At the same time, there are international amateur and professional competitions for pole enthusiasts, branded as purely athletic. Like at nightclubs, woman are usually the ones competing, and the uniform is often a glorified bra and underwear—but that’s more utilitarian than aesthetic. Skin contact with the pole is required for inversions because it creates the friction needed for flips and tricks (another reason for the “no lotion” rule). And for these athletes, little about pole dancing is glamorous. They have callused hands, they get bruises, and their skin peels off. Still, the US Pole Dance Federation—an organization founded in 2008 to organize national pole dancing competitions—boasts the tagline “The Sleek, The Strong, The Sexy.” Lynn said that the purely athletic focus ignores the fact that many women learn how to pole dance as a form of entertainment, not exercise. Now, most competitions have a separate section for “exotic dance.” And studios like PoleFly, popping up across the country, walk a delicate line between drawing customers through the activity’s sexy reputation and insisting on its serious athleticism.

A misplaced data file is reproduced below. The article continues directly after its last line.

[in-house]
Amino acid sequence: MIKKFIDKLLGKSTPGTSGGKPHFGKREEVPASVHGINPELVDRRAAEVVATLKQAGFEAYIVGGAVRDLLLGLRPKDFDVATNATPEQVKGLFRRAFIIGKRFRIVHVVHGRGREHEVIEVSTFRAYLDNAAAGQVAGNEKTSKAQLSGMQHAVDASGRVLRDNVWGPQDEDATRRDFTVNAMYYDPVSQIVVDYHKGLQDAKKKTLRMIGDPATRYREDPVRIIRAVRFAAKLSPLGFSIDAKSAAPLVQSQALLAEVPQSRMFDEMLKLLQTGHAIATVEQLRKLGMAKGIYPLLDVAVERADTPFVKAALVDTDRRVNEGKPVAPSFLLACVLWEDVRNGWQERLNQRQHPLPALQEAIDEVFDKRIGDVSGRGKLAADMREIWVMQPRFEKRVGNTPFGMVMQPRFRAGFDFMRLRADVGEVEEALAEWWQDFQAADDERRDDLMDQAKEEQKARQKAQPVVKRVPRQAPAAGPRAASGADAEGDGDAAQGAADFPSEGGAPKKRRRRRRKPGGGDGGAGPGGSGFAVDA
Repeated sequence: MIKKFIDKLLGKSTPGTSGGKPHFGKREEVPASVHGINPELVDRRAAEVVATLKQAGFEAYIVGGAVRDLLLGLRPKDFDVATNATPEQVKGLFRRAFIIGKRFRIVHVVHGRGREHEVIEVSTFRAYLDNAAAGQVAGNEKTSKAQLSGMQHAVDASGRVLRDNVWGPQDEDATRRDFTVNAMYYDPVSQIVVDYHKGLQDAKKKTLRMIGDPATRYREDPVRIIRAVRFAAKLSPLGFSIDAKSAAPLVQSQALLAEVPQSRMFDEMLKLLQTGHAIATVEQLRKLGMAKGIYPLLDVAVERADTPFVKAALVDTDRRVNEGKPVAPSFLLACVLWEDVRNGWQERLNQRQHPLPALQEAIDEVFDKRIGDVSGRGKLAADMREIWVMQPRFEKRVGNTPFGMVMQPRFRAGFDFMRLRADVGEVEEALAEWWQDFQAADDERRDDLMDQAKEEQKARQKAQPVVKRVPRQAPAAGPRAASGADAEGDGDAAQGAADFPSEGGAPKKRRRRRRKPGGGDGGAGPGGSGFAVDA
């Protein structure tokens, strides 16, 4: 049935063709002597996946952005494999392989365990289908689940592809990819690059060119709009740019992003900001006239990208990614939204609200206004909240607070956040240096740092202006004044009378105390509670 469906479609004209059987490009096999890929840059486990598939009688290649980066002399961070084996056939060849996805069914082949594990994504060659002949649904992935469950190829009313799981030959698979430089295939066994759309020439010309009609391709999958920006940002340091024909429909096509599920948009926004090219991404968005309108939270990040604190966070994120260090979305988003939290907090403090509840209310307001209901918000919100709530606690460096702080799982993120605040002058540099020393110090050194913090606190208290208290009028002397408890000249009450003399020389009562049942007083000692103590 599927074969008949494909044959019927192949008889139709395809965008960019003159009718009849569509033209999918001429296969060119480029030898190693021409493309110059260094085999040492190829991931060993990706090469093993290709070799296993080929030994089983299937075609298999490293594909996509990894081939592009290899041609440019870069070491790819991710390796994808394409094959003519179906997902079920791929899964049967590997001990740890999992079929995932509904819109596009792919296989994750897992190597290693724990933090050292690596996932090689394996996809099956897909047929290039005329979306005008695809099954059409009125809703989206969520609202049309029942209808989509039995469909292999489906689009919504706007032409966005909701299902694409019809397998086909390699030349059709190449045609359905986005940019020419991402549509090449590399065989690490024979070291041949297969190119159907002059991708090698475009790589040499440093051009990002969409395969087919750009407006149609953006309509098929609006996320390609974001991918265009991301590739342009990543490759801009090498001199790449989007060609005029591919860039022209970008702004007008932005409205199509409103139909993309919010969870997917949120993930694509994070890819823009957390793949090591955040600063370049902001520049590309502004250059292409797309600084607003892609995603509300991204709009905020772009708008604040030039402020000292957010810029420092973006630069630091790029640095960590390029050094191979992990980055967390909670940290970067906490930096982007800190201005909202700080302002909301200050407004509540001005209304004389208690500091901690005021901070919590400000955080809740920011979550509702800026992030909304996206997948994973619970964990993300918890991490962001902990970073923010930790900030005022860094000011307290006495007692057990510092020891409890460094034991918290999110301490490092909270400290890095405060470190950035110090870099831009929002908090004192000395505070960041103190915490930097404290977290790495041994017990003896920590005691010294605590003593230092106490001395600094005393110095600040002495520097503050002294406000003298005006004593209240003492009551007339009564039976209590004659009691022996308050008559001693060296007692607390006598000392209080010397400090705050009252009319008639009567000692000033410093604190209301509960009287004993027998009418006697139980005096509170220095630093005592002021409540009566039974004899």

We began the class with a light warm up to “Uptown Funk.” After we finished our squats and dynamic stretches, we started to learn a couple of basic tricks. Our first move was called “walking around the pole,” which consisted of walking around the pole. Then we moved on to some more complicated moves, the most intense being the fireman spin. Imagine a fireman sliding down the pole in the station to get to the truck. That’s the basic configuration of the spin, but instead of sliding down, you use the momentum from initially swinging your outside leg (the one farthest from the pole) to leap up and spin around the pole several times.

I did it, but I can’t say it was graceful. Lynn made it all look easy. She has been “poling” for about five and a half years, ever since a friend took her to a class and got her hooked. She loved the challenge of it, and she found it much more fun than working out at the gym. She supplemented her classwork by training at home on a pole she had installed in her living room.

“I have a ton of toenail polish scrapings on my ceiling from inversion kicks I would practice on the pole,” she said with a laugh. “It’s only about eight feet tall.”

Next we learned some “sassy floorwork” to combine with the pole tricks for a final dance combination. First up: the body roll.

“Imagine you’re squatting over a nasty toilet at a club and then you’re using the pole to help roll your body up,” Lynn explained. “Now slide all the way down the pole to the floor with your legs in a wide squat position like you don’t even care how dirty the bathroom floor is.”